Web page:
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10 Responses to “Congressional Kabuki on Wiretaps”

  1. Micah Tillman Says:

    It’s shocking to me how much weakness has been displayed by both sides in congress for so long.

    Makes you wonder when a real leader is going to stand up and lead.

    And then it makes you cringe to think of the “real leaders” in the past and what they’ve gotten the world into.

  2. Outside The Beltway | OTB Says:

    Democrats Wiretap Bill: Cave-in or Strong Stand?

    The press coverage of the Democrats’ answer to the Bush administration’s call for enhanced domestic wiretapping authority is rather confusing. Pam Hess, until recently with UPI but now with AP, makes it seem like a rather sharp rebuke to …

  3. jk Says:

    between the white house and the congress i don’t think there has ever been a more worthless washington.

  4. Robert Says:

    Yet another example of why we need to get away from the 2-party system.
    Their strings are being pulled by the same people.

  5. Buckland Says:

    I’d compare to professional wrestling instead of Kabuki

    This shows that the Democratic screams about the wiretapping were the political equivalent of professional wrestling — lots of body slams and loud sound bites for the cameras but in the end everybody is on pretty much the same page.

    Part of leadership is being willing to take responsibility for the consequences of positions advocated. In this case the Democrats fail miserably. It’s a lot easier to blame others for problems without offering solutions. However parties who wish to lead don’t have that flexibility.

  6. Dr. Steven Taylor Says:

    The pro wrestling metaphor works.

  7. Jan Says:

    Correct me if I’m wrong (and I’m sure you will) but isn’t part of the “problem” with the congress the fact that there are congressional elections every two years?

    The president has a little bit of leeway to go out on a limb and lead, but it is more difficult for congress to do that. The President has four years to sell ideas. If they are not popular at first, but he (or possibly she in the future) can prove their worth, there is time to bring public opinion around to their side.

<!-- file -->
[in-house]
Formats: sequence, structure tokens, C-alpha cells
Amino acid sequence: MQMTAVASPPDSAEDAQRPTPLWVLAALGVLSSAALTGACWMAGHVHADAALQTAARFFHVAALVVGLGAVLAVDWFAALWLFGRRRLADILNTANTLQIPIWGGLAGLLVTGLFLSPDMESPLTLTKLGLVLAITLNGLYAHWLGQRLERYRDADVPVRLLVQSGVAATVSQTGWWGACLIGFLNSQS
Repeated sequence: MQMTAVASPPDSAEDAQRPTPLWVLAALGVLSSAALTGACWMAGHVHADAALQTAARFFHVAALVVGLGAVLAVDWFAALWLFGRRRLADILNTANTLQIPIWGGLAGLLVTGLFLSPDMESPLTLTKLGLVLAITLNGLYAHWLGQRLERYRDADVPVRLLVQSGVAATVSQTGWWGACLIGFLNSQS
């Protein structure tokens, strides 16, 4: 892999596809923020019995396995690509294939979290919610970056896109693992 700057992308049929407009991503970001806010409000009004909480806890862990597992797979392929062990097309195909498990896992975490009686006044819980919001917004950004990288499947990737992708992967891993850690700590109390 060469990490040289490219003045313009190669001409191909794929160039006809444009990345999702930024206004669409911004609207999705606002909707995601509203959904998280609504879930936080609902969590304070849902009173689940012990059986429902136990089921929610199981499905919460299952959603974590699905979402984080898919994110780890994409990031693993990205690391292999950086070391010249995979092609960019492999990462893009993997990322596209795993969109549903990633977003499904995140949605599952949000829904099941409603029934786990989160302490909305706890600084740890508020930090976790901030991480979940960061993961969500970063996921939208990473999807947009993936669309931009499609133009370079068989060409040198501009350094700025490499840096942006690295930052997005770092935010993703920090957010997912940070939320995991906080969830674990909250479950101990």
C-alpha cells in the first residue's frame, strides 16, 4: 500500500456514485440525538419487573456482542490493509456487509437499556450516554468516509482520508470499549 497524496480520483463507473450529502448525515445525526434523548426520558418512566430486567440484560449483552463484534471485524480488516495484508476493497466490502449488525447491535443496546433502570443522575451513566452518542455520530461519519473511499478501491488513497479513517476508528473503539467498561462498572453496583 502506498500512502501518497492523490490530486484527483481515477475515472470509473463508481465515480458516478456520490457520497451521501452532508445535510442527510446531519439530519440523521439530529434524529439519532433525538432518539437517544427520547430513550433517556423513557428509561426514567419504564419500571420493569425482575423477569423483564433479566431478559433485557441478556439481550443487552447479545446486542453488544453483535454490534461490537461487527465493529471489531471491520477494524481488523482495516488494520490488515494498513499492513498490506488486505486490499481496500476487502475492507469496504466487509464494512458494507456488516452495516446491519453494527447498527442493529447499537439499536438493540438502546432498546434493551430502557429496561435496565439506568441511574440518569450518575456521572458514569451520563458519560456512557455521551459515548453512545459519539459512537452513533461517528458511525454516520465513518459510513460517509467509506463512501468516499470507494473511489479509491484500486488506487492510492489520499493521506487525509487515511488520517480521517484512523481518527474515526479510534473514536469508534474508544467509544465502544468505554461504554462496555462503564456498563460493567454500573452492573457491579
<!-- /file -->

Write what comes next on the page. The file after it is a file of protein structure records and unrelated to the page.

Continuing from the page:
But with Congress, even though Senators are elected for 6 years there are elections every two years. There is always the possibility that the tide is going to turn against so they always feel the need to play it safe.

    Plus there is always the group aspect of Congress that diminishes its leadership capability as well. If it is difficult (if not impossible) for international institutions to lead, it would seem that it is equally hard for a legislature to lead.

  8. Dr. Steven Taylor Says:

    There are a number of obstacles in the way of Congress to truly lead, although they could do a great deal more than they are doing, but they are unwilling because they fear voter reprisal.

    And certainly the Congress is more empowered than international institutions.

    I will agree that the default position is to play it safe all the way around.

  9. Jan Says:

    More empowered, certainly, and probably easier to reach a consensus as well, but it was more the consensus building I was referring to.

  10. Max Lybbert Says:

    The current Congrssional leaders want to make a point, but don’t seem to care all that much about making a difference. Of course this upsets (1) the voters who do not agree with that point, and (2) the voters that want to see actual change. They may think they’re playing it safe, but they are actually upsetting the vast majority of voters.